I love people, they are more important than photography, I love new experiences and stories that are not mine. I love to portray people and their stories through my images. If I
Wedding Photographer Museum of Art, Raleigh, NC, United States. Traci Arney shares a wedding photography technique.
I love to push the boundaries of what is typically accepted as standard wedding photography. I like bravery in both my clients and in my shots. It always makes for exceptionally moving images. Whether it is a bride climbing a windmill or a a couple hiking into a valley for their engagement photos, the most important thing is that the images tell a beautiful story and that we find their level of comfort and just step slightly over that line. Where their protective walls come down, the images are so powerful and genuine.
Another vital tenant of my work is that I edit all images myself. Because of my education as well as a background in darkroom printing, maintaining the integrity of the look of a piece from start to finish is important to me. I primarily use Lightroom for my editing and will use Photoshop whenever necessary.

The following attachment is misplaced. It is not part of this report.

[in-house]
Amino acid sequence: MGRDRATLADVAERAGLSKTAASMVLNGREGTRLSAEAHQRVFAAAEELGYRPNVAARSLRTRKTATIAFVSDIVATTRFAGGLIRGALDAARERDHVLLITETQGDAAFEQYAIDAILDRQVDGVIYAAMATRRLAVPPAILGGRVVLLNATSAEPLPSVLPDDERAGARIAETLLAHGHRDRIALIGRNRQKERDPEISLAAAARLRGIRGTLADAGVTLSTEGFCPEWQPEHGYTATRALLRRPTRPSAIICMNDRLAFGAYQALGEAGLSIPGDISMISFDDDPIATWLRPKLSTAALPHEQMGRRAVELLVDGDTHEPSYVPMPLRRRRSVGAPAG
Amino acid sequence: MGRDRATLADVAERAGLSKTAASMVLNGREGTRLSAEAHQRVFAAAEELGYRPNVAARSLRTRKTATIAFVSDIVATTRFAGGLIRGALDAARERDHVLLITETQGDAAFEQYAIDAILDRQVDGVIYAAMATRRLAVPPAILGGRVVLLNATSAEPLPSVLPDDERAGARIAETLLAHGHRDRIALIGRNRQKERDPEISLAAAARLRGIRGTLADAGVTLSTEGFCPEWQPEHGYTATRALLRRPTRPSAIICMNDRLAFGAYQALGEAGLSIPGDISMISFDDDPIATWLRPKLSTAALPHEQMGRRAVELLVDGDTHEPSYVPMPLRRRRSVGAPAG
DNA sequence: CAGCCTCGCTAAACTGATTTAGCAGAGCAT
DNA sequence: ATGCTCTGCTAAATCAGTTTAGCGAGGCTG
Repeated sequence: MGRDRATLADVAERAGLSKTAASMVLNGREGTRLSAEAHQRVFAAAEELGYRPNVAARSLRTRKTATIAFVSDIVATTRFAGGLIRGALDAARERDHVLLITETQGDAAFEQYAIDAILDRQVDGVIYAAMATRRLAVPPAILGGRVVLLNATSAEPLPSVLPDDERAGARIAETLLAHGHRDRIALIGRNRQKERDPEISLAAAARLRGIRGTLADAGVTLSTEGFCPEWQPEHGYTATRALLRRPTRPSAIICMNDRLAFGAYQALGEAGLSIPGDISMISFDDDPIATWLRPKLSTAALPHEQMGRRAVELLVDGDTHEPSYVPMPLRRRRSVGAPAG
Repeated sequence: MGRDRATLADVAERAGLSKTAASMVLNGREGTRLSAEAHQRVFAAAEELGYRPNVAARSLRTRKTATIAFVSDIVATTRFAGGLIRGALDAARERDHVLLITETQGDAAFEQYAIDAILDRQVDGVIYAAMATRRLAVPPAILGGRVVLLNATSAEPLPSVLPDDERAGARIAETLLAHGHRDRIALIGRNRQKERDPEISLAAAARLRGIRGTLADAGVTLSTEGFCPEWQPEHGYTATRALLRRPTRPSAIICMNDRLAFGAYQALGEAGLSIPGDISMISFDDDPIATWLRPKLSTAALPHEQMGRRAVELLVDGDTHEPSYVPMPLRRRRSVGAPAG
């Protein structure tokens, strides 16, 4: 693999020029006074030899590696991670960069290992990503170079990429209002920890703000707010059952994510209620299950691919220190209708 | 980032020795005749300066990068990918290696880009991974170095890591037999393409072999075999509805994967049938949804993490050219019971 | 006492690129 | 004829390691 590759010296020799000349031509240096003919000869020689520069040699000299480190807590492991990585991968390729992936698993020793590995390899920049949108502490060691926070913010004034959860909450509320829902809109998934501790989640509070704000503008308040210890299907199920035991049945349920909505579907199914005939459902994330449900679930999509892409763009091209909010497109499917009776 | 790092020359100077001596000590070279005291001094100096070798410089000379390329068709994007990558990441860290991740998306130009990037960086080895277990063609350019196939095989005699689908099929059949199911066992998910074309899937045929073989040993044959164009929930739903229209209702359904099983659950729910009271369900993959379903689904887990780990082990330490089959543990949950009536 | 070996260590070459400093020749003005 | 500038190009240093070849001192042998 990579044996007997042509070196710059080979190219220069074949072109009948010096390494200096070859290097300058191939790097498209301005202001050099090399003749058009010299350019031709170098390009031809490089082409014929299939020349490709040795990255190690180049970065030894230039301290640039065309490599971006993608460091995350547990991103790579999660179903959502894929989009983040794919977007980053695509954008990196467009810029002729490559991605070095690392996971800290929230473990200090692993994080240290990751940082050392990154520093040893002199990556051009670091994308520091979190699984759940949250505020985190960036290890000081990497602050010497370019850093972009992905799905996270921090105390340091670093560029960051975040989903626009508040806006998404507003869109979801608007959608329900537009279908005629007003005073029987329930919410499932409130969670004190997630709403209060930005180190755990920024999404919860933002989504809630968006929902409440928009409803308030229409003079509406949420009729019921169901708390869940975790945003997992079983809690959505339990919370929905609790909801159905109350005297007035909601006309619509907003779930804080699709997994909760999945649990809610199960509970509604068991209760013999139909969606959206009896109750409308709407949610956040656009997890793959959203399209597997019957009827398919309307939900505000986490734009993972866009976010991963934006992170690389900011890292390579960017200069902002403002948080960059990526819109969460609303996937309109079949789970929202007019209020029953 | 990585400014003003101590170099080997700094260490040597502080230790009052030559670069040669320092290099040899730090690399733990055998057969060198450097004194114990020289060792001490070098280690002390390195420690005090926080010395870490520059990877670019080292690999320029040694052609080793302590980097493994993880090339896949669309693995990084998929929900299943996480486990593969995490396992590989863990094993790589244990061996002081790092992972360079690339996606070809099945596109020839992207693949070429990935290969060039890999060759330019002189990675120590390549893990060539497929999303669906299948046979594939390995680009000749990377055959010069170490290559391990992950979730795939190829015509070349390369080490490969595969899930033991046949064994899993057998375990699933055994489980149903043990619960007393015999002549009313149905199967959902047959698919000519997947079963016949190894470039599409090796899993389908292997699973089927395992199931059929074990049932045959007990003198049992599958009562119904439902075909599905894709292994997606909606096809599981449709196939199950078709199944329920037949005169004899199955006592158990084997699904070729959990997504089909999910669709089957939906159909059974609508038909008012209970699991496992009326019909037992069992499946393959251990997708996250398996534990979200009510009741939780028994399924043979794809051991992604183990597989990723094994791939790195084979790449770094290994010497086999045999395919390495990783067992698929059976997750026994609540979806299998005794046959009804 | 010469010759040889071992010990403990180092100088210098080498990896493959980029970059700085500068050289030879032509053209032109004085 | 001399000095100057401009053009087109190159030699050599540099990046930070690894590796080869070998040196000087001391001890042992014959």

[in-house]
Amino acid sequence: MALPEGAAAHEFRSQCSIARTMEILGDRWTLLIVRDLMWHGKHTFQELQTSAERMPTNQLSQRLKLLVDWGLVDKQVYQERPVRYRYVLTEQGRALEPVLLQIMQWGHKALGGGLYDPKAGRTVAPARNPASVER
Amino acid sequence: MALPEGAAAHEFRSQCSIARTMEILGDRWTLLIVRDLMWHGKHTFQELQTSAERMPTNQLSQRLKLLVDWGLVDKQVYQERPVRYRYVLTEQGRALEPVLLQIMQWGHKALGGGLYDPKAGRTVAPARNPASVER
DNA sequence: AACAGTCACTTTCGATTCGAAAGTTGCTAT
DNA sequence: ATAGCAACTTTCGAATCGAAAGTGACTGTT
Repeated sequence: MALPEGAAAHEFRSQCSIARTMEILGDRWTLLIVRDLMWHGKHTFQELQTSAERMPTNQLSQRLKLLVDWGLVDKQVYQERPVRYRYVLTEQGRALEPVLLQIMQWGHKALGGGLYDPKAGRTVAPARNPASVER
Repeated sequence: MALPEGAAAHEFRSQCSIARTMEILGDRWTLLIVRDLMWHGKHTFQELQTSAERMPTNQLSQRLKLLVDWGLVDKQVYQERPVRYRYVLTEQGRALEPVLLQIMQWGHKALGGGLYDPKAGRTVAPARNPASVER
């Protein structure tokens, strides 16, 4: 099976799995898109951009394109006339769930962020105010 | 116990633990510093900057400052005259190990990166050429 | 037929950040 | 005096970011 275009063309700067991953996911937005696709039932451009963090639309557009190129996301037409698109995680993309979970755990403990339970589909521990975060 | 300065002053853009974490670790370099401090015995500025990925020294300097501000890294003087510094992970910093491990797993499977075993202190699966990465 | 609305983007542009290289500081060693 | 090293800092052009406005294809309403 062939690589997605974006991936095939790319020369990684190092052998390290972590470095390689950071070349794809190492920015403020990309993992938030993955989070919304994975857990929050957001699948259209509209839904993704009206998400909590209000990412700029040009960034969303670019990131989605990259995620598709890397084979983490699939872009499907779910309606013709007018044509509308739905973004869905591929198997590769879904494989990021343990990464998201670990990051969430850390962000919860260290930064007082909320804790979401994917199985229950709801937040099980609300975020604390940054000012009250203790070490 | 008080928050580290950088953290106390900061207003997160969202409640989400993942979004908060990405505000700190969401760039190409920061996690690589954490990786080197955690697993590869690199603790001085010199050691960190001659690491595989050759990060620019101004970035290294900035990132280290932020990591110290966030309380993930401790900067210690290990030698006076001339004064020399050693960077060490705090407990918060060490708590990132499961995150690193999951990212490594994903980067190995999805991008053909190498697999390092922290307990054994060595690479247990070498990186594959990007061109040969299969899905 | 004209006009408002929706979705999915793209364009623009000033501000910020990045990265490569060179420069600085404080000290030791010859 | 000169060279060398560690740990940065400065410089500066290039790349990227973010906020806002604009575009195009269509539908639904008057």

My bride, Crystal, was a beautiful modern woman in every aspect. For her bridal session, we chose The Museum of Art in Raleigh, NC. I wanted to provide a unique portrait of her that talked about her modernity. The museum is a highly reflective backdrop and creates a beautiful luminosity. I found a sliver of deep shadow and tucked her into that shadow. The light barely touched on her earring and lit it beautifully. Her veil picked up the luminosity of the museum itself. Then with a little dodging and burning in Lightroom, the image was exactly what I had envisioned.
The main challenge was getting the bride placed correctly in the varying light so that she was deeply shadowed but her earring and veil were not.
This shot is all about composition because there is very little detail involved. I was looking for compositional element such as triangles, leading lines and contrast to make the image work.
The wedding photo was taken with a Canon 5D, 85mm 1.2 Lens, 1/200 sec at 1.2, ISO 100
I metered on her earring and let everything else fall off
All post processing was done in Lightroom. The image was manually converted to black and white with emphasis placed on increasing the contrast. Then I used the brush tool to dodge and burn to get the look I wanted. The image was all framed in camera. I edited this in Lightroom the same way I would have from a negative in the darkroom.
I adore this shot! Powerful portraits of people are difficult to achieve but when you get it, it's like magic. This shot just feels like who the bride really is. It is abolutely a personal favorite of both mine and the couple's. It has also been well received in competitions.